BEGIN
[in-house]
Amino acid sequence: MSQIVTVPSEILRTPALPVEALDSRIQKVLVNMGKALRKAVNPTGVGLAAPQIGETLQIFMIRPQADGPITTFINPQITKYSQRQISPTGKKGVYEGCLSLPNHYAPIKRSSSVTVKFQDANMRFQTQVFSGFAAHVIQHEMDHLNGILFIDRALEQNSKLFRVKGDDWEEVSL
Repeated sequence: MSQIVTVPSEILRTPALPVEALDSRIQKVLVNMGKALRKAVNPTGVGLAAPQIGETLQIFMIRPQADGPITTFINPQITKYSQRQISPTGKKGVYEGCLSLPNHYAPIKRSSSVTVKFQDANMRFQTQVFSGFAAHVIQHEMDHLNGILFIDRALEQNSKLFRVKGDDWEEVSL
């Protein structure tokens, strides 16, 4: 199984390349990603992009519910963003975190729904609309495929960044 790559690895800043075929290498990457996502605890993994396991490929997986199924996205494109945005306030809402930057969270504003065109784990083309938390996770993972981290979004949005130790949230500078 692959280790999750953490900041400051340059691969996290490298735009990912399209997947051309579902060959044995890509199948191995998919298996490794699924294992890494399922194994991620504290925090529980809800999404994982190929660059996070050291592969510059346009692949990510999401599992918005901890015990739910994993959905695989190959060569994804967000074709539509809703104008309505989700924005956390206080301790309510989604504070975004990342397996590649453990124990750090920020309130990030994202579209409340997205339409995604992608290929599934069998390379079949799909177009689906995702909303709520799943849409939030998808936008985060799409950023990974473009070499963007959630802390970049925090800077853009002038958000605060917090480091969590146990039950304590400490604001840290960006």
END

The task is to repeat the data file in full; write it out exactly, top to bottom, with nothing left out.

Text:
[in-house]
Amino acid sequence: MSQIVTVPSEILRTPALPVEALDSRIQKVLVNMGKALRKAVNPTGVGLAAPQIGETLQIFMIRPQADGPITTFINPQITKYSQRQISPTGKKGVYEGCLSLPNHYAPIKRSSSVTVKFQDANMRFQTQVFSGFAAHVIQHEMDHLNGILFIDRALEQNSKLFRVKGDDWEEVSL
Repeated sequence: MSQIVTVPSEILRTPALPVEALDSRIQKVLVNMGKALRKAVNPTGVGLAAPQIGETLQIFMIRPQADGPITTFINPQITKYSQRQISPTGKKGVYEGCLSLPNHYAPIKRSSSVTVKFQDANMRFQTQVFSGFAAHVIQHEMDHLNGILFIDRALEQNSKLFRVKGDDWEEVSL
């Protein structure tokens, strides 16, 4: 199984390349990603992009519910963003975190729904609309495929960044 790559690895800043075929290498990457996502605890993994396991490929997986199924996205494109945005306030809402930057969270504003065109784990083309938390996770993972981290979004949005130790949230500078 692959280790999750953490900041400051340059691969996290490298735009990912399209997947051309579902060959044995890509199948191995998919298996490794699924294992890494399922194994991620504290925090529980809800999404994982190929660059996070050291592969510059346009692949990510999401599992918005901890015990739910994993959905695989190959060569994804967000074709539509809703104008309505989700924005956390206080301790309510989604504070975004990342397996590649453990124990750090920020309130990030994202579209409340997205339409995604992608290929599934069998390379079949799909177009689906995702909303709520799943849409939030998808936008985060799409950023990974473009070499963007959630802390970049925090800077853009002038958000605060917090480091969590146990039950304590400490604001840290960006």